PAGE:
It seems a little early to be thinking about carving jack-o-lanterns or baking pumpkin pie, but if you want your own homegrown pumpkins from seed, the process starts now! Here's how to grow pumpkins from seeds.
Types of Pumpkin Plants
Before you plant pumpkins, you'll need to decide what variety you'd like to grow. Not every pumpkin plant can be turned into a sweet pie, and some are better for carving. Read on to learn how to pick what to grow in your pumpkin patch.
Pumpkins for CarvingCarving pumpkins typically have thinner walls, making them easier than other pumpkins to cut into and carve. Autumn Golds are medium, round, orange pumpkins that are great for carving or decorating.
Captain Jack pumpkins are some of the most classic jack-o-lantern varieties. They're large and tall with a barrel shape. Magic lantern and dickenson pumpkins are also popular for carving.
Sugar Treat pumpkins are a semi-bush hybrid ideal for cooking and baking. Fairytale pumpkins are also good for baking. They're more squatty and heavily ribbed than post pumpkins. Many people think sugar pie pumpkins are the best for pies! This is because of their smooth texture and sweet flesh.
Colorful, Decorative Pumpkins
Jarrahdale pumpkins have blue-green skin and make for great decorations. Pepitas Pumpkins are the variety with orange and green skin. Lumina and moonshine white pumpkins are medium-sized white pumpkins that work great for balancing a color scheme.
Mini pumpkins are great for table decorations and crafts for kids. These are also a good option if you have a smaller area to work with. Jack-Be-Little pumpkins are good for roasting or decorating. Baby boos are the small white pumpkins, and Wee be Littles are the tiny round orange pumpkins. Hooligans are small with an orange and white textured skin.
On the other hand, you might be interested in growing the largest pumpkins possible! Gold rush, Connecticut field and Juane de Paris pumpkins are some great options for giant pumpkins.
How to Plant Pumpkin Seeds
Pumpkins grow best in soil pH of 6.5-6.8. If you're uncertain about how soil pH works, check out our blog! Since pumpkins are heavy feeders, it's recommended to add compost or another soil conditioner to your bed before planting pumpkin seeds.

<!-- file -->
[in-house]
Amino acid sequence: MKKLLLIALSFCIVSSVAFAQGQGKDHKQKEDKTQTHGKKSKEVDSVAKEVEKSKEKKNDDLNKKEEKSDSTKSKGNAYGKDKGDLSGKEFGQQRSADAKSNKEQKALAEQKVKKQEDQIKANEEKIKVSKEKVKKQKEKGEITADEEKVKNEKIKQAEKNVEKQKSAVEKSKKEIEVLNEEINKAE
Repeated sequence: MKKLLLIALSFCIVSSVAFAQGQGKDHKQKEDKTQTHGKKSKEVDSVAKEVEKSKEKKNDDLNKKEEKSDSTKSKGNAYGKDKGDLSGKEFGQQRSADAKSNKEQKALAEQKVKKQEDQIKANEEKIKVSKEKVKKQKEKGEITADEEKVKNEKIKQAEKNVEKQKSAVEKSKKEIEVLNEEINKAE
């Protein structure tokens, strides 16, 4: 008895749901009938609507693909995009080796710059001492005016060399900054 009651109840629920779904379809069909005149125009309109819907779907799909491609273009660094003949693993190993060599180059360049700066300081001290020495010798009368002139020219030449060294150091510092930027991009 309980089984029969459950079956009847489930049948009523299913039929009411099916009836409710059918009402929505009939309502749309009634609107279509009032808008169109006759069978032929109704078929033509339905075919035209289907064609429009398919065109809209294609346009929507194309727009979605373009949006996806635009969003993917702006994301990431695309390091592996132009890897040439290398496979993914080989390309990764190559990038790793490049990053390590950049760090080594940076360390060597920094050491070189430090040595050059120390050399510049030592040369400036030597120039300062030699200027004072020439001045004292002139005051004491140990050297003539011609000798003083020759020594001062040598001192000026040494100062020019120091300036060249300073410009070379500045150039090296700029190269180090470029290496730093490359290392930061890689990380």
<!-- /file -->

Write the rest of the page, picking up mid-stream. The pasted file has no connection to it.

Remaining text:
Plant seeds one inch deep directly into the ground. You can start pumpkins as early as three weeks before the last frost date in your region. If you live in an area with cold weather, you may need to start seeds indoors.
We started our pumpkins in our greenhouse in mid-July.
Growing Pumpkins in a Garden
After you plant your pumpkin seeds, they'll need a lot of care. Below are some tips for growing pumpkins from seeds in your garden.
Pumpkins need a lot of room and a have a long growing season. If you live in the south, try to plant in early July.
Pumpkins do best when the seeds are planted directly in the ground.
Pumpkins are HEAVY feeders, pumpkins grow best with rich soil. Make sure to use compost before you sow seeds. Soil conditioners are great to use when preparing your soil.
Pumpkins are very thirsty. Make sure to water the plants 1 inch per week.
Pinch off the fuzzy ends of each vine after a few pumpkins have formed. This will stop vine growth so that the plant’s energies are focused on the fruit.
Pumpkin flowers can be either male or female. Male flowers naturally fall off sooner, so don't worry if you notice a lot of fallen flowers. As long as the female flowers get pollinated, you're good to go.
Using trellises may help with disease and insect pressure. Powdery mildew is a common threat to pumpkin plants grown in hot, humid areas like Georgia.
Once the pumpkins have formed, you may want to roll them occasionally to prevent soft spots where the fruit touches the ground.
When you harvest pumpkins, cut the pumpkin off the vine carefully with a sharp knife or pruners. Do not tear their vines! Make sure to be careful because pumpkins can bruise.
You can cure pumpkins by keeping them in a dry, warm place for a week or two. This will harden their skin, keeping them from deteriorating as quickly and helping them last longer.
After curing, you can store pumpkins in a cool, dry place until you're ready to carve, decorate or bake with them!